Pope Francis' Off-Script Demeanor Stresses Security
Newly installed Pope Francis has inspired admiration for his humble demeanor and friendly interactions with Catholics gathered to see him, but his personality is giving his security detail a headache, USA Today reports.
Francis has sought impromptu contact with the public at every opportunity, walking through crowds after celebrating Sunday mass and greeting members of the press corps. On Tuesday, he spent 17 minutes driving around St. Peter’s Square in an open-air vehicle stopping to kiss infants or bless people, the article says.
“It’s much harder to protect someone who follows his own script and who loves public contact than it is someone who stays behind the barriers and keeps a certain distance, says Massimo Blanco, president of Italy’s National Association of Public and Private Security Experts in the article.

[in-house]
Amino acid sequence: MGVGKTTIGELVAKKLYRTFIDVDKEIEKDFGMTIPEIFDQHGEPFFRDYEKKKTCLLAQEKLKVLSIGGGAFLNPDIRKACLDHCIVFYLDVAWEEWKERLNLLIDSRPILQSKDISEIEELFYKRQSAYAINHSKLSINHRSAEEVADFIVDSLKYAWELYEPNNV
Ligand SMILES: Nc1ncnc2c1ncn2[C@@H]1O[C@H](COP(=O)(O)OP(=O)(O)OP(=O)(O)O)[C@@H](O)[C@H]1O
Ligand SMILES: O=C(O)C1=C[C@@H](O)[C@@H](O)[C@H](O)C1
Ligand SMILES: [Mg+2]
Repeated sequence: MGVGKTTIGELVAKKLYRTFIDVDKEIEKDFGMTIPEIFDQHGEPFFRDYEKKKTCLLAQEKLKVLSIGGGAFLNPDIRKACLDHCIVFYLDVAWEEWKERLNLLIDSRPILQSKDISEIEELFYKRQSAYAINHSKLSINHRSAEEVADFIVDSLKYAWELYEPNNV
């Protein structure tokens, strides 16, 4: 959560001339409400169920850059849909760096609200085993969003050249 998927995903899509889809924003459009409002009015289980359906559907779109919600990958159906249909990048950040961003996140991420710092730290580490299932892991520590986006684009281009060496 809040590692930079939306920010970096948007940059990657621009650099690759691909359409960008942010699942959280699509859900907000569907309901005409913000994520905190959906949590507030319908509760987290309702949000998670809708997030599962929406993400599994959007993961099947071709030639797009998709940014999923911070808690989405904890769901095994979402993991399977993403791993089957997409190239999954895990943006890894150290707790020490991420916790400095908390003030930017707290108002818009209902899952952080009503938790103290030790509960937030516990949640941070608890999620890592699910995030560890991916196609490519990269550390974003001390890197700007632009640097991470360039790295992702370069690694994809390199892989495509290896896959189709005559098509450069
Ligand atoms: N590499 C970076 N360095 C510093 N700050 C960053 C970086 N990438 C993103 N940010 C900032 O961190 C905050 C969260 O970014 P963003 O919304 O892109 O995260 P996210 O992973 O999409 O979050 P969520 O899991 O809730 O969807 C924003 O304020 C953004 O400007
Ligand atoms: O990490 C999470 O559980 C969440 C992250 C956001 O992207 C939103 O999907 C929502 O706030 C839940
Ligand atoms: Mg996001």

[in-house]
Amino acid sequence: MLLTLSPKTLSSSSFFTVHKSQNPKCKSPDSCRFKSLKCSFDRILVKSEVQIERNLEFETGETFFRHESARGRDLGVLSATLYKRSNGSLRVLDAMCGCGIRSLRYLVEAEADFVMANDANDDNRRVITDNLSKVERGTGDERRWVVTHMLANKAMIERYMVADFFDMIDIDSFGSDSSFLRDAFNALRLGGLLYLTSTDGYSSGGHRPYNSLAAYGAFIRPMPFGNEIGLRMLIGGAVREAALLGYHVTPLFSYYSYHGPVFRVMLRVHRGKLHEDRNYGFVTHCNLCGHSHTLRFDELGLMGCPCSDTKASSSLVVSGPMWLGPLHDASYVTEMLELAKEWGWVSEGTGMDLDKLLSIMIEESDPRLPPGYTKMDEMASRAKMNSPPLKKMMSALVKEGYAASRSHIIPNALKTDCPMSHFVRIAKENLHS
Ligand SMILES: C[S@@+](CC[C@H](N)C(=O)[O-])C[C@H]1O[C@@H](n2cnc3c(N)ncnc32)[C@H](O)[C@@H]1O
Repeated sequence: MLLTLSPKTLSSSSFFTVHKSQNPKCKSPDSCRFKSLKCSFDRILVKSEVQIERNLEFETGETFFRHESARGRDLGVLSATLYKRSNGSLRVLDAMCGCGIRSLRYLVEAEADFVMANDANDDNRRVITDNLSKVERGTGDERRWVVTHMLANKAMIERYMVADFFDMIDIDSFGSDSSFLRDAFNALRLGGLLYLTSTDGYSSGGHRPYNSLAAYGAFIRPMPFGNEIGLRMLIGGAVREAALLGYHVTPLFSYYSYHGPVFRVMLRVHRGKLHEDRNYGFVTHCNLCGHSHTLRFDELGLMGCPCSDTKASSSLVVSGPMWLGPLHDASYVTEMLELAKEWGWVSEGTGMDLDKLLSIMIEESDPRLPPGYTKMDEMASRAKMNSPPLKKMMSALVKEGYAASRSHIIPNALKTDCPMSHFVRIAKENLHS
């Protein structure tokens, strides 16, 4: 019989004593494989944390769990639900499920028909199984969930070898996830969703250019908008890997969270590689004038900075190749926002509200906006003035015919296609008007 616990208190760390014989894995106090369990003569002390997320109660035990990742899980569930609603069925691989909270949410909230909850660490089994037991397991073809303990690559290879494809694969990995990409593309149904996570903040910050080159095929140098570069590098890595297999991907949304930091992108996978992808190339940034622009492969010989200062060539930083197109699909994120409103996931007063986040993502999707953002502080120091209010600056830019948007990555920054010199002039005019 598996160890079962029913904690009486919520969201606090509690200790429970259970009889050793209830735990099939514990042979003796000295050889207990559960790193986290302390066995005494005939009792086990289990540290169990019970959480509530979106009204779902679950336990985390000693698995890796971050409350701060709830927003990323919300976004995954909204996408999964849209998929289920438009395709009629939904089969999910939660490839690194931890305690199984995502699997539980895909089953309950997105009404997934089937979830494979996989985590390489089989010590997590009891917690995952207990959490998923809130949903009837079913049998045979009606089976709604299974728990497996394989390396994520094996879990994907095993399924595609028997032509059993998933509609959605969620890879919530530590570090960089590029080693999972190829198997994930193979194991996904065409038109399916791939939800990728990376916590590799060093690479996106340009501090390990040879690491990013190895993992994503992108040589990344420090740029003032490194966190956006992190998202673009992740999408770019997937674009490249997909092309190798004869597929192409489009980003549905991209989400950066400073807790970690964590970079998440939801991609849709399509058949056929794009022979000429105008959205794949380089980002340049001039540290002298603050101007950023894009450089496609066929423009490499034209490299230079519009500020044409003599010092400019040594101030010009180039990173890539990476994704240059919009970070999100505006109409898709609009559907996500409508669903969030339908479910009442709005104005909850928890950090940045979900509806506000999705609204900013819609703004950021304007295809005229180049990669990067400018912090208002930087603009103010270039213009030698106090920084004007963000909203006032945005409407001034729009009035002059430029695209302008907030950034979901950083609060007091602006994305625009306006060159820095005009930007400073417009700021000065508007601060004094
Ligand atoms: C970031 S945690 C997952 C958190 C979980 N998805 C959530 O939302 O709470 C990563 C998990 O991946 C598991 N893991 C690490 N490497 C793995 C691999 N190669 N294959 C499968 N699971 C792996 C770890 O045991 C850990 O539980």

After the 1981 shooting of John Paul II, papal security became a top priority. At least three other assassination plots were uncovered in various stages since the one targeting John Paul, including one in 2012.
While Vatican officials will not discuss the topic on the record, outside security experts say that Vatican security has improved dramatically. The pope’s security detail employs new techniques from video surveillance to databases of potential suspects.
“Experts can brief the official they must protect and make certain recommendations,” Blanco told USA Today. “But if he wants to stop suddenly and bless someone or kiss a baby, well, he’s the pope and they cannot stop him. They have to adjust and make sure he’s as safe as possible when he does what he wants to do.”